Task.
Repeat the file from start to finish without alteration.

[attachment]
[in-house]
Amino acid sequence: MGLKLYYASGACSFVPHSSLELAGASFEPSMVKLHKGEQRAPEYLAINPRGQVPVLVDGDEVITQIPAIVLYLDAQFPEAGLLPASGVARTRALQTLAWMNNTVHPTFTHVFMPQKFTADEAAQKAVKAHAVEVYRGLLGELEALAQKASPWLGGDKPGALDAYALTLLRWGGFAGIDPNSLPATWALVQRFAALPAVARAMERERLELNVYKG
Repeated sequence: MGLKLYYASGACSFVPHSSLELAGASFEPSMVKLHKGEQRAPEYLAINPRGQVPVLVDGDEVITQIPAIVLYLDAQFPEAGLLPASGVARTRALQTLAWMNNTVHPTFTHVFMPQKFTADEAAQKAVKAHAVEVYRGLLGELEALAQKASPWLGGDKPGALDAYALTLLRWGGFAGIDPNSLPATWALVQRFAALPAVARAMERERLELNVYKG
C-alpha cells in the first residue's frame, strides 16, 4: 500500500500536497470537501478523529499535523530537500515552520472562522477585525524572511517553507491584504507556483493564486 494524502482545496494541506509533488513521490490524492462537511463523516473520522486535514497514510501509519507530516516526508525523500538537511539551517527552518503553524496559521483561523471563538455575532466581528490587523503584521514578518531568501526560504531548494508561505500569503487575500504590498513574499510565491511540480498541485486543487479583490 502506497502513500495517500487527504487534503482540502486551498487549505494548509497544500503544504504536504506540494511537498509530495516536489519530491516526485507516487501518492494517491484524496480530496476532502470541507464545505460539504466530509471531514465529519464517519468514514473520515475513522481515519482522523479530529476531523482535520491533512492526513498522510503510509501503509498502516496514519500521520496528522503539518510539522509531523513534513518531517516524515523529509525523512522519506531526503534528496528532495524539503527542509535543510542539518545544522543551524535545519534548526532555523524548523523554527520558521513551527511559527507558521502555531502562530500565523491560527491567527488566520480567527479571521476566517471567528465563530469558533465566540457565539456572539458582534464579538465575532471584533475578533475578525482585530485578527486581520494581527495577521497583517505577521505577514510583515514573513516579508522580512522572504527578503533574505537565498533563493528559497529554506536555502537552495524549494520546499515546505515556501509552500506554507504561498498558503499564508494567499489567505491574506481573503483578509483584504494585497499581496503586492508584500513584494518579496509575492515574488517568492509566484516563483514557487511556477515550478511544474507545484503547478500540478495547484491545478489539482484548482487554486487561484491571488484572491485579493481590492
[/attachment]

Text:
[in-house]
Amino acid sequence: MGLKLYYASGACSFVPHSSLELAGASFEPSMVKLHKGEQRAPEYLAINPRGQVPVLVDGDEVITQIPAIVLYLDAQFPEAGLLPASGVARTRALQTLAWMNNTVHPTFTHVFMPQKFTADEAAQKAVKAHAVEVYRGLLGELEALAQKASPWLGGDKPGALDAYALTLLRWGGFAGIDPNSLPATWALVQRFAALPAVARAMERERLELNVYKG
Repeated sequence: MGLKLYYASGACSFVPHSSLELAGASFEPSMVKLHKGEQRAPEYLAINPRGQVPVLVDGDEVITQIPAIVLYLDAQFPEAGLLPASGVARTRALQTLAWMNNTVHPTFTHVFMPQKFTADEAAQKAVKAHAVEVYRGLLGELEALAQKASPWLGGDKPGALDAYALTLLRWGGFAGIDPNSLPATWALVQRFAALPAVARAMERERLELNVYKG
C-alpha cells in the first residue's frame, strides 16, 4: 500500500500536497470537501478523529499535523530537500515552520472562522477585525524572511517553507491584504507556483493564486 494524502482545496494541506509533488513521490490524492462537511463523516473520522486535514497514510501509519507530516516526508525523500538537511539551517527552518503553524496559521483561523471563538455575532466581528490587523503584521514578518531568501526560504531548494508561505500569503487575500504590498513574499510565491511540480498541485486543487479583490 502506497502513500495517500487527504487534503482540502486551498487549505494548509497544500503544504504536504506540494511537498509530495516536489519530491516526485507516487501518492494517491484524496480530496476532502470541507464545505460539504466530509471531514465529519464517519468514514473520515475513522481515519482522523479530529476531523482535520491533512492526513498522510503510509501503509498502516496514519500521520496528522503539518510539522509531523513534513518531517516524515523529509525523512522519506531526503534528496528532495524539503527542509535543510542539518545544522543551524535545519534548526532555523524548523523554527520558521513551527511559527507558521502555531502562530500565523491560527491567527488566520480567527479571521476566517471567528465563530469558533465566540457565539456572539458582534464579538465575532471584533475578533475578525482585530485578527486581520494581527495577521497583517505577521505577514510583515514573513516579508522580512522572504527578503533574505537565498533563493528559497529554506536555502537552495524549494520546499515546505515556501509552500506554507504561498498558503499564508494567499489567505491574506481573503483578509483584504494585497499581496503586492508584500513584494518579496509575492515574488517568492509566484516563483514557487511556477515550478511544474507545484503547478500540478495547484491545478489539482484548482487554486487561484491571488484572491485579493481590492